Corin Raymond: "The Small Time lost one of its princes. It seems inaccurate that John Marlatt could be gone. Ambassador, impresario, beacon, and an oasis to music. Music was safe at the Moonshine. In Oakville, of all the damn places. (Tom Waits, being inducted into the Rock & Roll Hall of Fame, said, “We all love music, but we really want music to love us.” Music loved John Marlatt, and so did the community. he brought together, gave a home to, and cared for. What a special man. I’m sorry that I won’t see him again. The Moonshine and what that place has meant will never die. It’s one of those bars (there aren’t many) the lights of which are part of my night sky. Love to Jane, family and friends. Thank you both, and thank you, John.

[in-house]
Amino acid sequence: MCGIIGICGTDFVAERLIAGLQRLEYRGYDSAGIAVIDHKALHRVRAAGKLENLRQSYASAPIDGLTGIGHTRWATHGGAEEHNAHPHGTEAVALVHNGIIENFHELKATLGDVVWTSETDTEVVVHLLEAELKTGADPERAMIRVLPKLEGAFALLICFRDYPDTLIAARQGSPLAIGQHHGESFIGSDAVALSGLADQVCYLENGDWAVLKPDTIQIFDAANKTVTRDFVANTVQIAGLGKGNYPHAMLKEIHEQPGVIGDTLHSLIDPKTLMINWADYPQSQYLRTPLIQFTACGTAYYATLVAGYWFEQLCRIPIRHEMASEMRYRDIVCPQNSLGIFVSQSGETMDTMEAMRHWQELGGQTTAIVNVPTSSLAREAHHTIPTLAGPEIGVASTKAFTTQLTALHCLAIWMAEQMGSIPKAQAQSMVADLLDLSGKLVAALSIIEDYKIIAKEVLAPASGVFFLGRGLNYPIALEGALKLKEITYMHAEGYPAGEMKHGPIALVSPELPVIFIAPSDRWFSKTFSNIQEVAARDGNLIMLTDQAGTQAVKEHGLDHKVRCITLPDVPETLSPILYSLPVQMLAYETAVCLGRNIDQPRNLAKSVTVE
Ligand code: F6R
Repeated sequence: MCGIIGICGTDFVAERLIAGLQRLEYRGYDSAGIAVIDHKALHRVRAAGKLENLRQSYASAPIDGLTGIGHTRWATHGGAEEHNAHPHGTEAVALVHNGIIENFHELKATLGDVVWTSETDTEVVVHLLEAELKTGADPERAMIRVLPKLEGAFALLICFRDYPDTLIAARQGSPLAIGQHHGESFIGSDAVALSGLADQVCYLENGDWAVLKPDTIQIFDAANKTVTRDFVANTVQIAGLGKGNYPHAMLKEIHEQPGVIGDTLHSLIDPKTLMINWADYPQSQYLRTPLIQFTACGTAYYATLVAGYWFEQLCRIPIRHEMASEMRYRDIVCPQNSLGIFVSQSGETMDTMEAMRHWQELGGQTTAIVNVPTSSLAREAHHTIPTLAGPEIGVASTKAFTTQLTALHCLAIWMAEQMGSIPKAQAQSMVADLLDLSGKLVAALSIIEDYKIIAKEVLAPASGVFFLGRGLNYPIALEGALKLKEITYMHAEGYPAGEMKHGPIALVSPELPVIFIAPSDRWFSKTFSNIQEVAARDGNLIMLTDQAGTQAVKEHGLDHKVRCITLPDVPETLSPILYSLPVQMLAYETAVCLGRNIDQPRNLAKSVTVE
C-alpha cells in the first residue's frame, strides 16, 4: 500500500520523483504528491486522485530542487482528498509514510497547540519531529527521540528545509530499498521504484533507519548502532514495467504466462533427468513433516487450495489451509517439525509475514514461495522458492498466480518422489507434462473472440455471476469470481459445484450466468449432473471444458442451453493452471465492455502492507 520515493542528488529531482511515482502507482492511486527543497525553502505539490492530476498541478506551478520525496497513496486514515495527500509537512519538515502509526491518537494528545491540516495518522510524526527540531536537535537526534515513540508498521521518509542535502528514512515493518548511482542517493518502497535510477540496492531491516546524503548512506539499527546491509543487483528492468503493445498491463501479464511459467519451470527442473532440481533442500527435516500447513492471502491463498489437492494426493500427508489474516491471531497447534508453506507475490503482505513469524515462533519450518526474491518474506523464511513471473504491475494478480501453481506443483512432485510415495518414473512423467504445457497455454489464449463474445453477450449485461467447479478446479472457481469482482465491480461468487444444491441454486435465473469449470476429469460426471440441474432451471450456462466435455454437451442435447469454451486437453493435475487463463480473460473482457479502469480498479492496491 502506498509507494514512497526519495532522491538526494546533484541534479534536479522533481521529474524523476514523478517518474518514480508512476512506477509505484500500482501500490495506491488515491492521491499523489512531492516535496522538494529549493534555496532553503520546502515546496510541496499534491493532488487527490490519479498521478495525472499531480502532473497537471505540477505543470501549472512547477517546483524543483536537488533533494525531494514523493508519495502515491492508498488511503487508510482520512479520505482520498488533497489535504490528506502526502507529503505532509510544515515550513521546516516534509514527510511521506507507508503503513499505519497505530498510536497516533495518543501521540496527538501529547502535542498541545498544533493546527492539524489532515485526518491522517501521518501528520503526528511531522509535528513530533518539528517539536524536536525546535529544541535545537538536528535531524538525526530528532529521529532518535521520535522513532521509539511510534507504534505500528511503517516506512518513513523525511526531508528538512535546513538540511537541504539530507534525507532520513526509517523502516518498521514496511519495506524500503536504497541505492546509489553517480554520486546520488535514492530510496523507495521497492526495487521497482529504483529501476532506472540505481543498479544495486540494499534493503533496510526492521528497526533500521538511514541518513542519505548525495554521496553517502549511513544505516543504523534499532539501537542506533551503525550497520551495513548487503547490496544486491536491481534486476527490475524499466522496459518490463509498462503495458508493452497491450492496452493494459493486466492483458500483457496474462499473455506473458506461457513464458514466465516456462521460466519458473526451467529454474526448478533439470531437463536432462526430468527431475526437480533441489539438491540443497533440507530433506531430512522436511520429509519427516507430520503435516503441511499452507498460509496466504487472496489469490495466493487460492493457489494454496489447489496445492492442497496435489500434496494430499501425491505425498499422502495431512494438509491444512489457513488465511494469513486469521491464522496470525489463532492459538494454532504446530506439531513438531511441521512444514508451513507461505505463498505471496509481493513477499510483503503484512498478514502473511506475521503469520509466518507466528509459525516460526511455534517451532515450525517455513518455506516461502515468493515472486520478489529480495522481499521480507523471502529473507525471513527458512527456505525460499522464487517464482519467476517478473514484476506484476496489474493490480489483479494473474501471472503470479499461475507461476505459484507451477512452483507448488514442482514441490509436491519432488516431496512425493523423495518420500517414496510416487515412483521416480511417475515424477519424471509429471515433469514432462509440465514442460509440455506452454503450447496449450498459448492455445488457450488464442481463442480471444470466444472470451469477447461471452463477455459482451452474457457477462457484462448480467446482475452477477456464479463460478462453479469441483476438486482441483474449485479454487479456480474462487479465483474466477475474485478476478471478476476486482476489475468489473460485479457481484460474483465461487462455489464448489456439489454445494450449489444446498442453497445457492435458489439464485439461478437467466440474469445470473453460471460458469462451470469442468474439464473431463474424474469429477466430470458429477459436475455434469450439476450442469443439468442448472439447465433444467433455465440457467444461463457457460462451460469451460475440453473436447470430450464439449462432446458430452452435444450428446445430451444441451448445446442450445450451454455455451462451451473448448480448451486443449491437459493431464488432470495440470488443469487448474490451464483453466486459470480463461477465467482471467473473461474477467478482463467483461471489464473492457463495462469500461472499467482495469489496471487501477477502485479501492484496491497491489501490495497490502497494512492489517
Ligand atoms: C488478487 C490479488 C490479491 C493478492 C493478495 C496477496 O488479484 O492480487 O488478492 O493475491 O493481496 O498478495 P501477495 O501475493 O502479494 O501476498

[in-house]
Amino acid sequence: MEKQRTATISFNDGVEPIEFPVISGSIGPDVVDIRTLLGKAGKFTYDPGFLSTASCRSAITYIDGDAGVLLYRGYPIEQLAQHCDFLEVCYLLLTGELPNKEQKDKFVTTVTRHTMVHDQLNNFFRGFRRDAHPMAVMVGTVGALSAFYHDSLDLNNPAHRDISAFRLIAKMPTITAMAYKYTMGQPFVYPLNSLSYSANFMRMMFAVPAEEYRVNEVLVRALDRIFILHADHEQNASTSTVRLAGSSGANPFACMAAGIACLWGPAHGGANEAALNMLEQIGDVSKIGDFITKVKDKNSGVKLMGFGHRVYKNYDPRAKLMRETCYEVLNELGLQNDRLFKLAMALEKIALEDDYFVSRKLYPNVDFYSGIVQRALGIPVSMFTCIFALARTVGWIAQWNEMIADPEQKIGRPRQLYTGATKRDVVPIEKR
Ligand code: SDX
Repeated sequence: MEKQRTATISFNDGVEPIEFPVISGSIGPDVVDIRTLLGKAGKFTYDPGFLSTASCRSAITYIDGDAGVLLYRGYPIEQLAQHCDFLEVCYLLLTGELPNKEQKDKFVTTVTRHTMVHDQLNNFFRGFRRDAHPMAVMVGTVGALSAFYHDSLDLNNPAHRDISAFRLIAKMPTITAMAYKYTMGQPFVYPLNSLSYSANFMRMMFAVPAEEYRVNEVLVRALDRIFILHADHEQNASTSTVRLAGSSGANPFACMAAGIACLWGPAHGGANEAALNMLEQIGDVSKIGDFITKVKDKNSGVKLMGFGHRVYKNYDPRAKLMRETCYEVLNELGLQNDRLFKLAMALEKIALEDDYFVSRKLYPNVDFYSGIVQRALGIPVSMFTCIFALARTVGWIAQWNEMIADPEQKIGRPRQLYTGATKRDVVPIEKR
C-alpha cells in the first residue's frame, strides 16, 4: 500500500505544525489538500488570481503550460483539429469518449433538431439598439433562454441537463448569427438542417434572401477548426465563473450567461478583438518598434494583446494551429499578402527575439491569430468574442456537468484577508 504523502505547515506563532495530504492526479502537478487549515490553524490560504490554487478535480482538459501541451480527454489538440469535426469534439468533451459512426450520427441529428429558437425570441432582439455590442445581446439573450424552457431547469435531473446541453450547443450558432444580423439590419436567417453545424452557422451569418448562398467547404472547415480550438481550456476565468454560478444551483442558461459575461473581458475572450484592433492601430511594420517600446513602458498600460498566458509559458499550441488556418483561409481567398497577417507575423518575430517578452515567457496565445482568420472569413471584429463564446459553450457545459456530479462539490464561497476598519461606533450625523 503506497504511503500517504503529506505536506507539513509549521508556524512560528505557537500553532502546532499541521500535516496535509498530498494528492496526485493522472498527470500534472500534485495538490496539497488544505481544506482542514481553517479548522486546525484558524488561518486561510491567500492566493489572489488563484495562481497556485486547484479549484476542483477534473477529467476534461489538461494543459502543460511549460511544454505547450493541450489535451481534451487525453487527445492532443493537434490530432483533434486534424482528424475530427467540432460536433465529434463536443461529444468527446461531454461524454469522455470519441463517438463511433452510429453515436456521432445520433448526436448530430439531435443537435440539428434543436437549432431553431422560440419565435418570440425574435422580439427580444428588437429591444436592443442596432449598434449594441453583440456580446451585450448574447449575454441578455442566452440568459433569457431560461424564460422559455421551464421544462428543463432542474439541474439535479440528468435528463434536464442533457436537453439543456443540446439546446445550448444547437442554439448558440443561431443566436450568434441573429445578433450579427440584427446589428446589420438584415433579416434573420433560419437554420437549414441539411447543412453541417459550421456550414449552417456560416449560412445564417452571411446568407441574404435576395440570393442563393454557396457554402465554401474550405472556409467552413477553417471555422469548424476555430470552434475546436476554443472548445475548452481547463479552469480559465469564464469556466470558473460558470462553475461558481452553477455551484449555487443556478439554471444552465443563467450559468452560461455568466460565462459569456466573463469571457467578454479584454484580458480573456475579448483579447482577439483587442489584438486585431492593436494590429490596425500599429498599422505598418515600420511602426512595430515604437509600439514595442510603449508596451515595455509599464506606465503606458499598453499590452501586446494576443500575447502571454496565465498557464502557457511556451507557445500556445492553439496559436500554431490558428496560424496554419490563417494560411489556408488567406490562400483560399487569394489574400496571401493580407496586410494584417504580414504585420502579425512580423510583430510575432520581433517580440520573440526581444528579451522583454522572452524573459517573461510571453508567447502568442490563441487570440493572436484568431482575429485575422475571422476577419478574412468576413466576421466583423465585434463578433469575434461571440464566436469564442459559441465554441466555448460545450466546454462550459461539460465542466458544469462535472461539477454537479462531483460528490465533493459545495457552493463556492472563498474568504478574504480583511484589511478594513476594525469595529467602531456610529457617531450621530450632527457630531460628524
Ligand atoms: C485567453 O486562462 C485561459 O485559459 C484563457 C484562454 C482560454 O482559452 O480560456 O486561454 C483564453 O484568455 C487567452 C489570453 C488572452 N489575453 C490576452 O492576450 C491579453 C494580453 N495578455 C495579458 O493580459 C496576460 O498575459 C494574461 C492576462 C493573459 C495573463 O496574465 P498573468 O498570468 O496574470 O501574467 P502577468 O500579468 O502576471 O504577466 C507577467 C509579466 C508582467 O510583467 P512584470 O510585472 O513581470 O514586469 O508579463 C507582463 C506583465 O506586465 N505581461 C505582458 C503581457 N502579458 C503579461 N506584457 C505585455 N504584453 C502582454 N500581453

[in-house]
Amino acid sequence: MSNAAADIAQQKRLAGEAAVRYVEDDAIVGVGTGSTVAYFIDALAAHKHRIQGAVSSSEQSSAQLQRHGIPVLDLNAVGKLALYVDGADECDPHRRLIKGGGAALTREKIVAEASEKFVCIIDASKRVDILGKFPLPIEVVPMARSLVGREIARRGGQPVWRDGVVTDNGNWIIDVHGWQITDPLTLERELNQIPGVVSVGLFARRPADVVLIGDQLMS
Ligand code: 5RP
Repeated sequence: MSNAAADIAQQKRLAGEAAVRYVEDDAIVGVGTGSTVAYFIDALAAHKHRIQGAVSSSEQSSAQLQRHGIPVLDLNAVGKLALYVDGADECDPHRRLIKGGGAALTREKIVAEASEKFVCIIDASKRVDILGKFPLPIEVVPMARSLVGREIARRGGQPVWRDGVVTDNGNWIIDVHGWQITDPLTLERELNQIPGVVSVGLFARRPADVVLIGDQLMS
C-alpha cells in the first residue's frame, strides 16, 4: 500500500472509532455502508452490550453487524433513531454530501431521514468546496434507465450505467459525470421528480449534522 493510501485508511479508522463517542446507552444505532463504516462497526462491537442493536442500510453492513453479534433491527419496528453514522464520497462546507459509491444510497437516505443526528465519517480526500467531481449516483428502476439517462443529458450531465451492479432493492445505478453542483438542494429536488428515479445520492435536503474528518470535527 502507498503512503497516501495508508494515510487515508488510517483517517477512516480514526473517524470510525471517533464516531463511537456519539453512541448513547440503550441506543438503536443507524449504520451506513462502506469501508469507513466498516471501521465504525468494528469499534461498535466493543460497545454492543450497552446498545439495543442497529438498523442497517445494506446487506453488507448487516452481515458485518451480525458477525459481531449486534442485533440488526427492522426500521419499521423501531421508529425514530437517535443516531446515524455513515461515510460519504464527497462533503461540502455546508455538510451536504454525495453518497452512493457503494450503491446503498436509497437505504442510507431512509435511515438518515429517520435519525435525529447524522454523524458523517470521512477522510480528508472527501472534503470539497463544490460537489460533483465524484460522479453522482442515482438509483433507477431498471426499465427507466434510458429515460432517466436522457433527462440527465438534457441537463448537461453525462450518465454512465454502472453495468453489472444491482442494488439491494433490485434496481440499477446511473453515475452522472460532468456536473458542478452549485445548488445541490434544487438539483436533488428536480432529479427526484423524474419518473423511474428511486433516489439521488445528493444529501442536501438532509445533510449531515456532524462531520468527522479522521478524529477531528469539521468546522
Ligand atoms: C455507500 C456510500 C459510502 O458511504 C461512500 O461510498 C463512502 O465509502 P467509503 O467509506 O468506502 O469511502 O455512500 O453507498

Condolences can be made at Further information regarding the celebration of life will be available later. 

Sources: Oakville News, Facebook

Al (Alistair James) Miller, a highly-regarded Toronto musician and sound engineer, died on July 19, at age 63, of heart disease.

An official obituary reads as follows: "Musician, Sound Engineer, just all around great guy, Al had the ear of the room and knew how to make you hear the music whether he was playing it or mixing it. Al’s sound installations entertained generations at Toronto-area venues like the Rivoli, El Mocambo, the Dakota, and the Hayloft. He toured Canada from coast to coast and cared for every musician he ever trained or played with.

"He will be remembered for his work on many television productions from The Kids in the Hall to Canadian Idol to Big Brother; the bands he played in, The Hacks, Living Proof, JP Wasson Band and BFG. Al never gave up and always came through. It sure was an adventure. Rest, my love. I know you are at peace. Celebration of Life and Memorial Concert is being planned with details to follow in the coming months."